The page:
for Vintage Carbon

Softer, low alloy carbon steel blades need a coarser polish than harder higher carbon Japanese carbon steel to enhance durability and edge life. Like with all knives good edge geometry is crucial and coarse stones will help provide that shaping work.

Keep in western carbon steel knives benefit from periodic edge maintenance with a sharpening steel. Feel the edge in an outward motion (away from the edge) to feel for a slight bend on the edge; one side will feel smooth and the other a little rough, this is the time to use a steel. Stones are essential to preserve ideal geometry in tandem with regular steeling.

For carbon steel boning knives, we recommend a coarser finish from medium stones -- 800 to 1200 -- for a more durable, bitey feel deburred with borachrome on a strop. Jinko Aoto (2000-4000) and Naniwa 2000 for are great chef knives, slicers and scimitar/bullnose. De-burr Jinko Aoto or Naniwa 2K finishes with the chromium oxide on a cork strop.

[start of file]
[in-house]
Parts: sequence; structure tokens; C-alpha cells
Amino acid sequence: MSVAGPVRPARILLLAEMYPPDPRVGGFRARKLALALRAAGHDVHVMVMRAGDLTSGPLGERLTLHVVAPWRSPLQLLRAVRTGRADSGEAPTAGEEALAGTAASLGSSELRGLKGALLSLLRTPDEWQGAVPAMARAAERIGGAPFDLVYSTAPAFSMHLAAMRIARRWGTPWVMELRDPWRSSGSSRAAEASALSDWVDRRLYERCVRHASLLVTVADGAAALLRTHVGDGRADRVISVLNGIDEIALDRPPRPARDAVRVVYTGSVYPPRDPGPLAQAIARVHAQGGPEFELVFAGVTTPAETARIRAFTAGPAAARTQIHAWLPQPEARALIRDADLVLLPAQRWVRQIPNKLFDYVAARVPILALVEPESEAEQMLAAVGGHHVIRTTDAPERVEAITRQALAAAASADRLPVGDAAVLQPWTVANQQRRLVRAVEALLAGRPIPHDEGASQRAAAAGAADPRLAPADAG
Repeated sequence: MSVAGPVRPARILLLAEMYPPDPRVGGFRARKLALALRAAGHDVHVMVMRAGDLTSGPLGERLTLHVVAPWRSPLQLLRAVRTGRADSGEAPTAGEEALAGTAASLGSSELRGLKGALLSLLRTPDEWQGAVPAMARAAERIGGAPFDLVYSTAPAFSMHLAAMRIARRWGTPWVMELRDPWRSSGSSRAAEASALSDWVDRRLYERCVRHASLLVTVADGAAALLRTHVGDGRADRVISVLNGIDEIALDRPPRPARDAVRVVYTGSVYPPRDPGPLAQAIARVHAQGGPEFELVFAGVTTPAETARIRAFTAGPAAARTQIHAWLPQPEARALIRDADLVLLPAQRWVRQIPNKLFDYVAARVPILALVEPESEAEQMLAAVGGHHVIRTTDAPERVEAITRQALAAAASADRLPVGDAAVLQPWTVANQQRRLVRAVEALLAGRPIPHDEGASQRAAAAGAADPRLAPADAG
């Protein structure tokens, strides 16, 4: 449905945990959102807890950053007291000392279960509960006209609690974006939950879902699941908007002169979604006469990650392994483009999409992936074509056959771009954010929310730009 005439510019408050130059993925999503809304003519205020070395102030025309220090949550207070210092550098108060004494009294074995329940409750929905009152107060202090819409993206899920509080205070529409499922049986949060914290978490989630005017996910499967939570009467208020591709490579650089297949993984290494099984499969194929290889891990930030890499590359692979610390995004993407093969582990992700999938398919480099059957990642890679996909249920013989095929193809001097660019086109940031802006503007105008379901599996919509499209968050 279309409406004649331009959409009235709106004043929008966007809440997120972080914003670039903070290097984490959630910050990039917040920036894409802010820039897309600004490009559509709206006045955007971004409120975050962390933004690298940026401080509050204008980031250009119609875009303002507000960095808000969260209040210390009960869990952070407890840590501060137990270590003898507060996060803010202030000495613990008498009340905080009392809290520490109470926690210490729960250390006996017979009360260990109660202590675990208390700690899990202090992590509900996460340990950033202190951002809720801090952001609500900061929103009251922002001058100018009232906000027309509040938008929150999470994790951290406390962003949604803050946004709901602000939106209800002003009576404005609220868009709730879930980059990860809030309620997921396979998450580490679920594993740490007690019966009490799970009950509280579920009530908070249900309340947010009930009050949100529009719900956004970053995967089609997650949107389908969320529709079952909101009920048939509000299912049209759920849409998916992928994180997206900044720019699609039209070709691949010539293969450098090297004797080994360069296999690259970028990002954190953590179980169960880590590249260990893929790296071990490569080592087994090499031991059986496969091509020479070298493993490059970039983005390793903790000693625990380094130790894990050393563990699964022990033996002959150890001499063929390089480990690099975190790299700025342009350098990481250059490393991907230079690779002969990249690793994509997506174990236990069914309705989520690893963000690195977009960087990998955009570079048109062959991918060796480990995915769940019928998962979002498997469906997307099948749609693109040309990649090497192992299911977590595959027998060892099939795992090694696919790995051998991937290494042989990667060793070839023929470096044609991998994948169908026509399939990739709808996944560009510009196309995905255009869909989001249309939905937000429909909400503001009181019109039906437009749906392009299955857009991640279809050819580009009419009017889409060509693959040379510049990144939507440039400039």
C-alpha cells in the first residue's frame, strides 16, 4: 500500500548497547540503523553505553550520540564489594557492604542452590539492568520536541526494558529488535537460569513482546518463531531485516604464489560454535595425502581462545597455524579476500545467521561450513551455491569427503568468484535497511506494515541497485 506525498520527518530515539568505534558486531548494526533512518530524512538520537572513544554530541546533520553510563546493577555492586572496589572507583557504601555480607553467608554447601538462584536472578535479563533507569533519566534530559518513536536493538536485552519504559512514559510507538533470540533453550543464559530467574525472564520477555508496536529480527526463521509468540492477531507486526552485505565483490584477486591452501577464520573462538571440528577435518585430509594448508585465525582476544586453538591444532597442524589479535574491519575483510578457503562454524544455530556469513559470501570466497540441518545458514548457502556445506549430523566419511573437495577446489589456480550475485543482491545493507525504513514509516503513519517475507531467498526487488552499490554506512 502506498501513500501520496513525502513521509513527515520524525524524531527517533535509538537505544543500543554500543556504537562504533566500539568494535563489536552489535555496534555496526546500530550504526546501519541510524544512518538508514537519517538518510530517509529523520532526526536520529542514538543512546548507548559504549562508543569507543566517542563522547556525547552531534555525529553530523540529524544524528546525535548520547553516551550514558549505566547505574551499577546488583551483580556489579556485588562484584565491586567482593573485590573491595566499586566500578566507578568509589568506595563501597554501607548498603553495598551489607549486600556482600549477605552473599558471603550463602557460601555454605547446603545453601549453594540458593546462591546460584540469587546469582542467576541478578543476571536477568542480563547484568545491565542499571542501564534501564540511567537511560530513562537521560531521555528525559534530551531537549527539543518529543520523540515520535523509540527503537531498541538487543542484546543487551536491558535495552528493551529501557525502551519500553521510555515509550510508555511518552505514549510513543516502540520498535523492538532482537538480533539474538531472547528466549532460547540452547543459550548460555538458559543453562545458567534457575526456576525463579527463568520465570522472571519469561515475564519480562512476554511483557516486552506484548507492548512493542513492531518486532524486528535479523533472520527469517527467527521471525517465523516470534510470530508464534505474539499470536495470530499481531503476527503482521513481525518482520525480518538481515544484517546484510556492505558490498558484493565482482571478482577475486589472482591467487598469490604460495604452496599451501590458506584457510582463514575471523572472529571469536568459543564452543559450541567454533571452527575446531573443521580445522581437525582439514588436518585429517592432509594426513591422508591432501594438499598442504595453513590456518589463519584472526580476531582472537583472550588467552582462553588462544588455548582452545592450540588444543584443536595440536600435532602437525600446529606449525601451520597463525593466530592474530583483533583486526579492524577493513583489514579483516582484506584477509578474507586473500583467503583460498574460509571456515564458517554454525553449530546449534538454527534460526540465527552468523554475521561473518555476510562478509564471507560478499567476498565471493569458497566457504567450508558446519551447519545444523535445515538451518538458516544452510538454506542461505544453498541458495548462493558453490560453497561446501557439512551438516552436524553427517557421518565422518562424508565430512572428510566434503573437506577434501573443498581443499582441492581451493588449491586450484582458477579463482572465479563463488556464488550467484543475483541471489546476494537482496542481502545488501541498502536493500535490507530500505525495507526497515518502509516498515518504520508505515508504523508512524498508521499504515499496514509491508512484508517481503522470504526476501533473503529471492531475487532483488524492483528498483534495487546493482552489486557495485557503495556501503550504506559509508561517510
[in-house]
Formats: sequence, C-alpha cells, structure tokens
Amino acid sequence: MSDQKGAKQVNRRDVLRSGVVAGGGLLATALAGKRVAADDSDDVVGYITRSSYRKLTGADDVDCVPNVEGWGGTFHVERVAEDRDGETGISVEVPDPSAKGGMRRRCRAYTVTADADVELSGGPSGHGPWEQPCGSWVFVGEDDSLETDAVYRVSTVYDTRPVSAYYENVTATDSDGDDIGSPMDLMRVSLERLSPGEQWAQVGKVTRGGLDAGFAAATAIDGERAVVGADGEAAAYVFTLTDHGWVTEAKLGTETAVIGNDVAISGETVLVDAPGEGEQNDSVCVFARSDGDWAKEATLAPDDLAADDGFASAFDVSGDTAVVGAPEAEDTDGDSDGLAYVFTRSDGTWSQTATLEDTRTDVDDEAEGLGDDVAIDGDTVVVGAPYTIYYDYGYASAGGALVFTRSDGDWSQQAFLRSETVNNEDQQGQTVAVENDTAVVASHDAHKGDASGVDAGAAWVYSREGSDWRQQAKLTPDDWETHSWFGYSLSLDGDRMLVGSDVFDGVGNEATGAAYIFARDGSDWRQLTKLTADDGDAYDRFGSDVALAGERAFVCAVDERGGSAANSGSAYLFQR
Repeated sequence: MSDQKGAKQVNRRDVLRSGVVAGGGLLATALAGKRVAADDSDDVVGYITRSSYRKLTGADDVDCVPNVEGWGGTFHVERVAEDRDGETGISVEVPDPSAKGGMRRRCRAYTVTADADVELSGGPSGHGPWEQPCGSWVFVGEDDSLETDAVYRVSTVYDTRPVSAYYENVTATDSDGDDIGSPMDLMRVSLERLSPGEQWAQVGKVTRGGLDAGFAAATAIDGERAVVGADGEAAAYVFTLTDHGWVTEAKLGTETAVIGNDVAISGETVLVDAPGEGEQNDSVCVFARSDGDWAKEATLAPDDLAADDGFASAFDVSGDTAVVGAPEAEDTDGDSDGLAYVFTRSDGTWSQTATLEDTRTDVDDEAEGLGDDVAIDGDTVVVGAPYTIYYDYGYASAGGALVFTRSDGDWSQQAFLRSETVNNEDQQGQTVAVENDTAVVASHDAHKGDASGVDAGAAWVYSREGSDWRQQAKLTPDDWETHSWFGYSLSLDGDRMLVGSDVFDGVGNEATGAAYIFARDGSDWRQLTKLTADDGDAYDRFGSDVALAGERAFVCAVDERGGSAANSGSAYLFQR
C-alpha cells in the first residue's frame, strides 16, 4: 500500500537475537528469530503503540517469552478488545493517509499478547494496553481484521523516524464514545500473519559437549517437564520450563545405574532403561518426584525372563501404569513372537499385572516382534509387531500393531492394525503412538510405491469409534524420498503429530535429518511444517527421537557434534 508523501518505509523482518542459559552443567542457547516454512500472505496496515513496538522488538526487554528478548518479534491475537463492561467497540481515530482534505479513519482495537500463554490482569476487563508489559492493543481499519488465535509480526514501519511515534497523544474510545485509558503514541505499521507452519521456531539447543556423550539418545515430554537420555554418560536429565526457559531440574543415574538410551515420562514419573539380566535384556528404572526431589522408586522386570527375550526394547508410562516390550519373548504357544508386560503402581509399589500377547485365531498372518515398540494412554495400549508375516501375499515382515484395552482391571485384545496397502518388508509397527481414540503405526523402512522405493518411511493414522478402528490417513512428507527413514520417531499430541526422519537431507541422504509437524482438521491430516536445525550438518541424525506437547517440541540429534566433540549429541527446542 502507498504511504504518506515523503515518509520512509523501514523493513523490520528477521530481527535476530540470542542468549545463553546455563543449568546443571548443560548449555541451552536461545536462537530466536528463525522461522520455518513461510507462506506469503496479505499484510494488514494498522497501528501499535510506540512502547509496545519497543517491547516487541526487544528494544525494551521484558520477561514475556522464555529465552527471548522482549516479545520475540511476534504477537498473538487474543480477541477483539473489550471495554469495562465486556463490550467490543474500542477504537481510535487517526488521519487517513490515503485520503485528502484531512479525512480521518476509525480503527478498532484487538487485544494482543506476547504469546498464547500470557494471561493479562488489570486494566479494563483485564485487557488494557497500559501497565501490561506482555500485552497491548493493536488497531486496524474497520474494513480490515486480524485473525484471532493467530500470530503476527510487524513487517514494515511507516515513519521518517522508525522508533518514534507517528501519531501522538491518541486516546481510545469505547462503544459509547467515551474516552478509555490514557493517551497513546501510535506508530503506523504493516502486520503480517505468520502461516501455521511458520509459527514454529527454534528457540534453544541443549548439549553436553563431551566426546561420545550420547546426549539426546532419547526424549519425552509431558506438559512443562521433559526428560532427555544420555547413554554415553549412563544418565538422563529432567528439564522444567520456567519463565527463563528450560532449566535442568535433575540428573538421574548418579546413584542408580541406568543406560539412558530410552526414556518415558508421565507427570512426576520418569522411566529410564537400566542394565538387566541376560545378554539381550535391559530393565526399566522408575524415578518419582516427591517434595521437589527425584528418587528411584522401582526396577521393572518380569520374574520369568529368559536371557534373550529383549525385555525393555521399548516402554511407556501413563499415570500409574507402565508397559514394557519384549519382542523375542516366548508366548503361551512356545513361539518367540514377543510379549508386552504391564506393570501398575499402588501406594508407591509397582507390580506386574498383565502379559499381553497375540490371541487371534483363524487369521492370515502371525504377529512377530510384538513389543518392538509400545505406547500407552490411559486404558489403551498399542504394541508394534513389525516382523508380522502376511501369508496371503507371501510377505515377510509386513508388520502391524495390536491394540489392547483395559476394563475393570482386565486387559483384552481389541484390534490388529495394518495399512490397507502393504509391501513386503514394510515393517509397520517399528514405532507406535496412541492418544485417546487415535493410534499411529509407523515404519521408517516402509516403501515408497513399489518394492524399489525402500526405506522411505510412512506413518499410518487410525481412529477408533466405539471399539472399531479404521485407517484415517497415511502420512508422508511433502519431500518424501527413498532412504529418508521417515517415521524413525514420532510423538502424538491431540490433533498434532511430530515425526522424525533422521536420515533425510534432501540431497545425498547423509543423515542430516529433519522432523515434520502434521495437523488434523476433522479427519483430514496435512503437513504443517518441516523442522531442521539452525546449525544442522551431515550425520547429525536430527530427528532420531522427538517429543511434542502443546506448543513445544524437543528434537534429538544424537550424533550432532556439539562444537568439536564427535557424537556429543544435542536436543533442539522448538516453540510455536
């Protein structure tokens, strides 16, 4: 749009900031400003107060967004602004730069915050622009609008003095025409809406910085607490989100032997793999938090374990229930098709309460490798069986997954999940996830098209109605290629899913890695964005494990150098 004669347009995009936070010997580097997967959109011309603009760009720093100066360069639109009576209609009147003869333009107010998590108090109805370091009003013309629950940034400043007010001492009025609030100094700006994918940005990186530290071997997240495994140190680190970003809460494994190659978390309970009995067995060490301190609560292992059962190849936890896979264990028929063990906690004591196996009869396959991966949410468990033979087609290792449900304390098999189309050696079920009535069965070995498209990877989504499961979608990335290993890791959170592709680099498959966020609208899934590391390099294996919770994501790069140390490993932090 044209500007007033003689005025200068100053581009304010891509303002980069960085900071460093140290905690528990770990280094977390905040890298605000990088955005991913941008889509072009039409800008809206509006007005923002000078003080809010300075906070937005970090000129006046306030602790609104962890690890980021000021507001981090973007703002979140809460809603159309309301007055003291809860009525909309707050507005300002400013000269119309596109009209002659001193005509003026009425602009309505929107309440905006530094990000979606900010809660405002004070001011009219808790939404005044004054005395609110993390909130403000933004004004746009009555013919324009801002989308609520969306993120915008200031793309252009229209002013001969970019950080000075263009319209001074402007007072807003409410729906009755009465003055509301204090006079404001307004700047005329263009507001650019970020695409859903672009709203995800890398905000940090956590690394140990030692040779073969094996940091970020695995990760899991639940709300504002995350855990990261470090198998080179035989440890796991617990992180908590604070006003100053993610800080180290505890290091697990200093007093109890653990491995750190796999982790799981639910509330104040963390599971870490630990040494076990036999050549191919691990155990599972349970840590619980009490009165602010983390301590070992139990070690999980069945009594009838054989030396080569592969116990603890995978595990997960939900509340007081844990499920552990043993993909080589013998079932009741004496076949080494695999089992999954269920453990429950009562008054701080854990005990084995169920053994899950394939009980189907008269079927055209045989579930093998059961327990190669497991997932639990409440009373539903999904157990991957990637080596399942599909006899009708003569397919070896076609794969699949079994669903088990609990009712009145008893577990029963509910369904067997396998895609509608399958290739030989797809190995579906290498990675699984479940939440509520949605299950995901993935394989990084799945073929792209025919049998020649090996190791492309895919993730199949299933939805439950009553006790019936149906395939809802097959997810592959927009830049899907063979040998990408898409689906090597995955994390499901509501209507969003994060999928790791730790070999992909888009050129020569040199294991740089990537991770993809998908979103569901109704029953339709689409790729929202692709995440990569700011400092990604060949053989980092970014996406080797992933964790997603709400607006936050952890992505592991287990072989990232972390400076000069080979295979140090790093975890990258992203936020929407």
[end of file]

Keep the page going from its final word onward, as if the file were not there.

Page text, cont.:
Remember that sometimes a coarse stone is necessary to re-set more heavily dulled (or rounded from a steel) edges, if your edge has rounded or it takes more than 5 minutes to get a burr with a medium stone then a coarser stone is in order.

Diamond stone flatteners are best to quickly level out the widest range of stone grits. Some flatteners can leave behind large particulates on medium and finer stones that can leave deep, unexpected scratches. Use your fingers to feel for any malignant grit that needs to be cleaned off.